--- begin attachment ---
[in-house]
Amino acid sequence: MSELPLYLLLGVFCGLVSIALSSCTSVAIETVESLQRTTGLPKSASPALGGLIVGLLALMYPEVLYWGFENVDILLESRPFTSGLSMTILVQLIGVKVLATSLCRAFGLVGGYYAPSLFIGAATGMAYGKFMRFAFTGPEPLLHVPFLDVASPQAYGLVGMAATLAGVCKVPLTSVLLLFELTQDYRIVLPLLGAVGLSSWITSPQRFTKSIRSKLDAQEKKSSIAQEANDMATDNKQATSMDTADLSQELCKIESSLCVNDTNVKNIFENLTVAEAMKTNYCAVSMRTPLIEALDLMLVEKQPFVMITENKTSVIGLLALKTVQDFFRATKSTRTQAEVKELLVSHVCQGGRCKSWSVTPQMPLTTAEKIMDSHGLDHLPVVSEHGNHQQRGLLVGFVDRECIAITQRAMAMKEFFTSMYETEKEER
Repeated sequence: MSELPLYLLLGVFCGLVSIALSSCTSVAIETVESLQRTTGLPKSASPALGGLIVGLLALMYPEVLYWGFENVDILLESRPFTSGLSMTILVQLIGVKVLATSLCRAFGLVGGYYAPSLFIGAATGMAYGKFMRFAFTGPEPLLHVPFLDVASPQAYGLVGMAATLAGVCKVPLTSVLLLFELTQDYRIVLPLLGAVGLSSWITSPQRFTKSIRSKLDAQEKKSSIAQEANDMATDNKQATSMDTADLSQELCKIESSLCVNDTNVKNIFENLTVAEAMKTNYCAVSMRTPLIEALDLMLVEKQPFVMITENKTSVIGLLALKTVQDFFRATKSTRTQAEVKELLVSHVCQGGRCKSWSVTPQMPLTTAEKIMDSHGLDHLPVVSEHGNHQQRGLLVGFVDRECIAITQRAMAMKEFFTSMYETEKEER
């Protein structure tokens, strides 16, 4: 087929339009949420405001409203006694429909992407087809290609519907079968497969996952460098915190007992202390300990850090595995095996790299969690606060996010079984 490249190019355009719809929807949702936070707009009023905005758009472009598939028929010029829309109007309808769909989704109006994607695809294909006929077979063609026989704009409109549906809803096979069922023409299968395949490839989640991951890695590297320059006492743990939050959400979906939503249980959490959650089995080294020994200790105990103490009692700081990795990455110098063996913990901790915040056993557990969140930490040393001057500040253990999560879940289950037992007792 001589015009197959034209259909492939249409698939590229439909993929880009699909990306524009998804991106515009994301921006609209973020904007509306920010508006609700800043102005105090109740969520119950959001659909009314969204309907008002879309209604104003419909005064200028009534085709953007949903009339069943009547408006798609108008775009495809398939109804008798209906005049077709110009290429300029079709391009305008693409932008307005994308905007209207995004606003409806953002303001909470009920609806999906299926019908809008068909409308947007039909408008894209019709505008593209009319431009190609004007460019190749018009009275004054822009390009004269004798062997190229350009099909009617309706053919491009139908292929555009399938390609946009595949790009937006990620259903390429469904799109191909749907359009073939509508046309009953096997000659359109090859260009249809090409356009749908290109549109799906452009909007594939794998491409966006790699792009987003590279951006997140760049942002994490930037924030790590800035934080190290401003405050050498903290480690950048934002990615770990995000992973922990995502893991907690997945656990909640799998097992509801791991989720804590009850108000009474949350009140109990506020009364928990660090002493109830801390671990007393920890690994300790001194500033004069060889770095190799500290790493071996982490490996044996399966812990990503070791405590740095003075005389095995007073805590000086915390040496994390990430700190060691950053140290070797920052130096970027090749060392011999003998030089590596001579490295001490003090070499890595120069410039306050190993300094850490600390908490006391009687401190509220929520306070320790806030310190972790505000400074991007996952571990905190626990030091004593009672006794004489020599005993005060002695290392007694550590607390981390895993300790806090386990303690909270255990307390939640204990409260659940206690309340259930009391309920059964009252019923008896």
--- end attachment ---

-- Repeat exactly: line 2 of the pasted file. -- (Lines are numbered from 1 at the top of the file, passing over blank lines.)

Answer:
Amino acid sequence: MSELPLYLLLGVFCGLVSIALSSCTSVAIETVESLQRTTGLPKSASPALGGLIVGLLALMYPEVLYWGFENVDILLESRPFTSGLSMTILVQLIGVKVLATSLCRAFGLVGGYYAPSLFIGAATGMAYGKFMRFAFTGPEPLLHVPFLDVASPQAYGLVGMAATLAGVCKVPLTSVLLLFELTQDYRIVLPLLGAVGLSSWITSPQRFTKSIRSKLDAQEKKSSIAQEANDMATDNKQATSMDTADLSQELCKIESSLCVNDTNVKNIFENLTVAEAMKTNYCAVSMRTPLIEALDLMLVEKQPFVMITENKTSVIGLLALKTVQDFFRATKSTRTQAEVKELLVSHVCQGGRCKSWSVTPQMPLTTAEKIMDSHGLDHLPVVSEHGNHQQRGLLVGFVDRECIAITQRAMAMKEFFTSMYETEKEER